Celebrating it’s 20th anniversary, the game of Magic: the Gathering has certainly been around for a long time. Not only is it one of the most successful games ever created, it continues to be relevant by constantly improving upon itself. Consider this – when Magic came out, the following didn’t exist:
- Smart Phones
- Fuel Cells
- The Country of South Sudan
- Anything by Joss Whedon
- The Department of Homeland Security and the Transportation Security Administration
- Auto-Tuned music
- Harry Potter
- The Map of the Human Genome
- Anything Under the Banner of Blizzard Entertainment
Moreover, the Internet as we know it was, quite literally, in its infancy, as were many of the game’s current players.
So, yeah, it’s been around for awhile. It’s a respectable feat for a game – a card game no less – to survive that long. Only the Legends of the Five Rings CCG can make a similar boast. Part of what made Magic so successful early on was the novelty, since it was something new and different. Part of it was also worthwhile marketing and savvy-but-cutthroat business maneuvers. However, the primary reason it continues to have staying power is that the developers routinely take the game to new places, be it exciting new worlds to explore or creative new mechanics to test out. And they’ve certainly done a lot of both.
Not all of these attempts can be winners of course, especially in the mechanics department. For every beloved mechanic like Flashback, Cycling or Kicker, there are those that fell far short of impressive, such as Ripple, Epic, or Rampage without Trample. Others showed sparks of great promise but landed shy of their potential. These would be mechanics like Splice, Radiance, or Phasing.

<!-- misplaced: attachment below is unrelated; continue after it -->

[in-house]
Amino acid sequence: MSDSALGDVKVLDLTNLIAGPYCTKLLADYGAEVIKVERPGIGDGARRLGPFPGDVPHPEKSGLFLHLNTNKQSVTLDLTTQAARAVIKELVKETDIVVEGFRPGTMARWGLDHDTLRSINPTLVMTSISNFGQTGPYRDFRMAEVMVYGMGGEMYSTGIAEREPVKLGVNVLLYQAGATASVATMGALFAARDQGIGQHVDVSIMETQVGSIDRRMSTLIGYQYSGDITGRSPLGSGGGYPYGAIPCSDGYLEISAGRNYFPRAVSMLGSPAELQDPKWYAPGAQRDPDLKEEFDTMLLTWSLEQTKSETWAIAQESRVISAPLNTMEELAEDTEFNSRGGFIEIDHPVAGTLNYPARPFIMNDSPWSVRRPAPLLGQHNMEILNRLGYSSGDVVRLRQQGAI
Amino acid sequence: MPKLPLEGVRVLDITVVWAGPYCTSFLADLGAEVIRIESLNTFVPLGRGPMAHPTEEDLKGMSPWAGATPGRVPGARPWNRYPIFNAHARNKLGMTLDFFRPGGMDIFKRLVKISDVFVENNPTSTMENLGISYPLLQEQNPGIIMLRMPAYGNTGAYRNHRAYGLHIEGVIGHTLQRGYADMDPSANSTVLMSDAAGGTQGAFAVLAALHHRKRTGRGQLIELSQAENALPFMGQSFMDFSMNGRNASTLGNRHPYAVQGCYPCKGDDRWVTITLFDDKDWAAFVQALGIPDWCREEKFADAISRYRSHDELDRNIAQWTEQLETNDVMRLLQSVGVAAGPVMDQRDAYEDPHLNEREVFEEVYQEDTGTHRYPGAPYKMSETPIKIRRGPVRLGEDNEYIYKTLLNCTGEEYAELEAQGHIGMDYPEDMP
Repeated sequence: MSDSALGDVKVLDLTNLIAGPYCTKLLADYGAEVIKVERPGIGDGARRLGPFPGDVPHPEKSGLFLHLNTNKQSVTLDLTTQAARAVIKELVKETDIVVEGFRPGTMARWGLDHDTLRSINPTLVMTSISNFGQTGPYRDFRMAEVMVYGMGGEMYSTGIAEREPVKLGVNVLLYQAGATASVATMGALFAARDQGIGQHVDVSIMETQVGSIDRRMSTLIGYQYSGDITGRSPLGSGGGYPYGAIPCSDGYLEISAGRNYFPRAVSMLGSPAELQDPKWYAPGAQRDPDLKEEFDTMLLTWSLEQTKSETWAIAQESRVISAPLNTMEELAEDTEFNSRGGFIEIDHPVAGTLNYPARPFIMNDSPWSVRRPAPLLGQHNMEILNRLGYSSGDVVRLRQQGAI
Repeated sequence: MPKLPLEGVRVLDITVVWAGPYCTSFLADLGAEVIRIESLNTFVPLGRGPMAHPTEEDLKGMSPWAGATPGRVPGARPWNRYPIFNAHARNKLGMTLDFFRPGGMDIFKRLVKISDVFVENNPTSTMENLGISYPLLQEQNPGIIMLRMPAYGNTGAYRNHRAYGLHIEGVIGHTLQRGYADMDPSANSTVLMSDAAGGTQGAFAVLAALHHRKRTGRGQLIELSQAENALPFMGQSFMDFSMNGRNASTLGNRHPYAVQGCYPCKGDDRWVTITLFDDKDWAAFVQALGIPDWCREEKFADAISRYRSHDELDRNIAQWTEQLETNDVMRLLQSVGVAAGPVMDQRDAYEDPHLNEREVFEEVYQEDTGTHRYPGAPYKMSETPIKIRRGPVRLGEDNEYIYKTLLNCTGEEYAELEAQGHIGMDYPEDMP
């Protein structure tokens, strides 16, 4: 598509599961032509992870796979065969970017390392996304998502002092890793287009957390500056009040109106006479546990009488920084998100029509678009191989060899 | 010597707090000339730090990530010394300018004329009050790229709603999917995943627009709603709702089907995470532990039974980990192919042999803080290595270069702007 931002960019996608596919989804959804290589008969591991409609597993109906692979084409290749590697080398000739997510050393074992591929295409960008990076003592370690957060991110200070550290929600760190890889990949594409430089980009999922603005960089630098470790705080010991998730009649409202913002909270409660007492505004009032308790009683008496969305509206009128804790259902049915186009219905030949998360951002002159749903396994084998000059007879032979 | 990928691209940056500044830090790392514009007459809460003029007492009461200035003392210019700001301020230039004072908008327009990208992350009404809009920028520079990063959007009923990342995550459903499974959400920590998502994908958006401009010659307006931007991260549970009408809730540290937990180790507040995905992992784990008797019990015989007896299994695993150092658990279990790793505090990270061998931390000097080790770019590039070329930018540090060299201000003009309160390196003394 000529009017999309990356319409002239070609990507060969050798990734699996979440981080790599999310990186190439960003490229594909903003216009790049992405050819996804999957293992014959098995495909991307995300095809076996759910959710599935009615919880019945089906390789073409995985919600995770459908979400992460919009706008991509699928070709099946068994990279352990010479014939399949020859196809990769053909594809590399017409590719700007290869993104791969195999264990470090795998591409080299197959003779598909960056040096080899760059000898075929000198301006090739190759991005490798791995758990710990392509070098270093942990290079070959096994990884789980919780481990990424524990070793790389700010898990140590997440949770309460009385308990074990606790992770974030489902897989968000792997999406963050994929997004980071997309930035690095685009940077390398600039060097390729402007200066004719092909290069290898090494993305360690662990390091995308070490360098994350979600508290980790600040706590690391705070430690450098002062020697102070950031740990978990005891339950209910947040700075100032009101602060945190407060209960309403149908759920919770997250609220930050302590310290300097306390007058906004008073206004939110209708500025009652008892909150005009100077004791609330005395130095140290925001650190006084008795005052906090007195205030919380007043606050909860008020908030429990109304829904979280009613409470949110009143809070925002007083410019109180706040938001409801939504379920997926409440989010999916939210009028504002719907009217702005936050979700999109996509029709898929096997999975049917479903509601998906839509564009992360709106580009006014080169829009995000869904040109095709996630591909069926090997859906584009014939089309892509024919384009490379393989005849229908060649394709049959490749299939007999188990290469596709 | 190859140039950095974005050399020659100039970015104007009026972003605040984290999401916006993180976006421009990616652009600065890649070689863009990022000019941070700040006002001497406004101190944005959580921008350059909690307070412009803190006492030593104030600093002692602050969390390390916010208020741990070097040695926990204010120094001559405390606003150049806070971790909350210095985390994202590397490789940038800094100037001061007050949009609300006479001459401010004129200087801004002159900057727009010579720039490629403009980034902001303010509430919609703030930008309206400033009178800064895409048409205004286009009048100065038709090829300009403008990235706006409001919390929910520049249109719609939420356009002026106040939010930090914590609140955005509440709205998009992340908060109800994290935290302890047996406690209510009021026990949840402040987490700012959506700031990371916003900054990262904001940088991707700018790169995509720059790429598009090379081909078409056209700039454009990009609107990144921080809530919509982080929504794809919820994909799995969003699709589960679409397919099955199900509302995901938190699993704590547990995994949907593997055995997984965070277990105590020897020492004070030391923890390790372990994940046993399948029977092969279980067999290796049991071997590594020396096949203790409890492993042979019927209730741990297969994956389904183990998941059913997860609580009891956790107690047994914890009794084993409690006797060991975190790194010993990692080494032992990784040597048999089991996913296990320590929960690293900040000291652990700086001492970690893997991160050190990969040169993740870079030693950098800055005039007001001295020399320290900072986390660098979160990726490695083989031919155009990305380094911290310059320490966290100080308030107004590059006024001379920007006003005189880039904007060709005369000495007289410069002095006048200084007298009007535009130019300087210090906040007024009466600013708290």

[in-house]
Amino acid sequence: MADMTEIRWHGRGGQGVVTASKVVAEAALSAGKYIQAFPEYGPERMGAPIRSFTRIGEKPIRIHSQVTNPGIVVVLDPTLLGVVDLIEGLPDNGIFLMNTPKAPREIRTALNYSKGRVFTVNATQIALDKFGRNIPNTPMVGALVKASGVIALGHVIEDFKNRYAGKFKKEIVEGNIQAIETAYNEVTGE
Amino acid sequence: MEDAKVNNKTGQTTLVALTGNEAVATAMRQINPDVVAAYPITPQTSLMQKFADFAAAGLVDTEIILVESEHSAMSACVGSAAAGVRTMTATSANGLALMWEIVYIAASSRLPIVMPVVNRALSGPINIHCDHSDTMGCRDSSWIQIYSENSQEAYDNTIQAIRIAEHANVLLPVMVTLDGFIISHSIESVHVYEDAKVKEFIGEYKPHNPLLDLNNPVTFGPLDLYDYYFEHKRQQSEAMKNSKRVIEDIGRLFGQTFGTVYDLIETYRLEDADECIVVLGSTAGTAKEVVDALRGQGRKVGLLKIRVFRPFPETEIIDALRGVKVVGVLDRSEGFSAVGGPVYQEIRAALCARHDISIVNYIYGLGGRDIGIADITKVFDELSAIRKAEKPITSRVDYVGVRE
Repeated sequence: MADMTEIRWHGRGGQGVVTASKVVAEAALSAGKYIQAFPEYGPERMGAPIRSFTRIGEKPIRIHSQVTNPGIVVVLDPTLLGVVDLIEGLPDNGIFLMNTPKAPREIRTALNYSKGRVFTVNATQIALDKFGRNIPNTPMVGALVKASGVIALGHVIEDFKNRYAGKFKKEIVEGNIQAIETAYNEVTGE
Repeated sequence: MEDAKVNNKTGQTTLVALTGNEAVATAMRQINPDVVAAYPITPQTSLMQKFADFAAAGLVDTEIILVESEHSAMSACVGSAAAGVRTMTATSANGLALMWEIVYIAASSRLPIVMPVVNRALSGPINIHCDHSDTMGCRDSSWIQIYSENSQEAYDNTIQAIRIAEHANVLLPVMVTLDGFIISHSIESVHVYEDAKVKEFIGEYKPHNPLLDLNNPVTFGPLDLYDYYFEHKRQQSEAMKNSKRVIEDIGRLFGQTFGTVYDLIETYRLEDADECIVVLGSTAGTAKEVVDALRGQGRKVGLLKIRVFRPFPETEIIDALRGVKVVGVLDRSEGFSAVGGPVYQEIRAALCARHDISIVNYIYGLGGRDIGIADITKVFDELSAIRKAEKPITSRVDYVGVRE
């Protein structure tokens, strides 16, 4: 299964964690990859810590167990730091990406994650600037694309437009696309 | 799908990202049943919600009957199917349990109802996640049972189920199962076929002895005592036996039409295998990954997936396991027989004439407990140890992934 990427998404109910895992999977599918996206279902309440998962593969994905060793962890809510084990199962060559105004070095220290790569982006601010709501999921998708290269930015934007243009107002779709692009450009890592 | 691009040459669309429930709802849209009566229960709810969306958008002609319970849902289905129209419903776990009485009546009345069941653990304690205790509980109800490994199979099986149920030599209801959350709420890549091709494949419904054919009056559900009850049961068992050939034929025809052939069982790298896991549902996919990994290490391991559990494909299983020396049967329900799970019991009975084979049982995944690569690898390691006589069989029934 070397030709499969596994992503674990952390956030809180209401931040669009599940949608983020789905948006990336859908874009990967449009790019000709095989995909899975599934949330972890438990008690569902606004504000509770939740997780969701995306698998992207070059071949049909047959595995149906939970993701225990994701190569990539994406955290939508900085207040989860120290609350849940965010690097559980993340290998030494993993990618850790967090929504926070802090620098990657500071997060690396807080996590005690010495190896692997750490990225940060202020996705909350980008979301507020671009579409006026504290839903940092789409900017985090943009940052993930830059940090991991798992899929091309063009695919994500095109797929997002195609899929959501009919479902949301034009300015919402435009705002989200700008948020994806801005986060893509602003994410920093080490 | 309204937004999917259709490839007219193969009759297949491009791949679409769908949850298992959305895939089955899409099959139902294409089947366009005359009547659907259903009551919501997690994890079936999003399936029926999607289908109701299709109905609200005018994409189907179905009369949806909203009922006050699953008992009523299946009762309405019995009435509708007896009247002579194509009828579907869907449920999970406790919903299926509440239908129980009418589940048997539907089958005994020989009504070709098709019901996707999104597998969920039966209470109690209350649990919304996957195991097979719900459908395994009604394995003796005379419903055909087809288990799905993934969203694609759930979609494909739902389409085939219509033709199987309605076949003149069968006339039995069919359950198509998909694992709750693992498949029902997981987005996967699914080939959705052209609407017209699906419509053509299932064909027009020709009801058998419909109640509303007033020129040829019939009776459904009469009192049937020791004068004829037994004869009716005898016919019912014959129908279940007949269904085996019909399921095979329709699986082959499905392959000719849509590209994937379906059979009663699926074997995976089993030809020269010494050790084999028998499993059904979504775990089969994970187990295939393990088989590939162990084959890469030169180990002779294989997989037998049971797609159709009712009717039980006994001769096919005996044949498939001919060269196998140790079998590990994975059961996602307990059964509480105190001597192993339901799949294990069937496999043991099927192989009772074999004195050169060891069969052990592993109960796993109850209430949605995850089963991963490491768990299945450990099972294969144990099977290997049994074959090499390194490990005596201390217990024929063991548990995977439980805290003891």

That said, even if a mechanic overall isn’t the most desirable, it turns out they can still be quite resourceful.
Today we have: Sapphire Charm
Name: Sapphire Charm
Focus: Card Draw / Creature Buffing / Creature Control
Highlights: Phasing had its shares of ups and downs when it was relevant. The concept was certainly unique at the time: a permanent that was temporarily removed from your battlefield and treated as though it didn’t exist. If that sounds similar to more modern card effects, it’s because it is. Indeed, Phasing was the inspiration behind the idea of Flickering.
But overall, it wasn’t terribly beloved. Most people didn’t like their creatures (or land in one case) not existing half the time – especially in Blue. Blue already had enough issue with creature disadvantage to have them going and popping off constantly. So the Phasing creatures sort of gave the entire mechanic a bad reputation.
Non-creature cards revolving around Phasing are another story. These dozen or so cards had more staying power, and Sapphire Charm is no exception. Charms in Commander are almost always a worthy consideration since they allow a variety of options depending on the circumstances, and most people will not see Sapphire Charm coming.
At its worst, the card simply replaces itself if you truly have no use for it, avoiding the chances an undesirable draw. Secondly, you have a Jump effect. This can be used to send your Flying behemoth over the defenses for a final blow, used on the defensive if an opponent is trying to do the same to you, or to help another player do the same with one of their creatures (for whatever politically-motivated reason).
And then there’s the Phasing aspect. Granted, it’s different than merely using Turn to Mist: when the creature returns it won’t have summoning sickness, and it’ll retain any Auras, Equipment, counters, etc. it had on it. That said, it also doesn’t trigger any potentially devastating Enter the Battlefield triggers. Moreover, instead of a single turn takes their most valuable asset out of the equation for upwards of an entire round.
In Commander, brute force and overwhelming numbers can often be the motif, but there is room for finesse moves as well. Some cards are like broadswords; this one is a rapier. Sapphire Charm is a surgical card, and when used at the right time it can be incredibly decisive. It isn’t a game-changer per se, but if you wield it correctly, it certainly can change games.
Keep an eye out for us to be regularly featuring other more accessible-but-worth-it Commander cards going forward. In the meantime, we’ll keep the light on for you.
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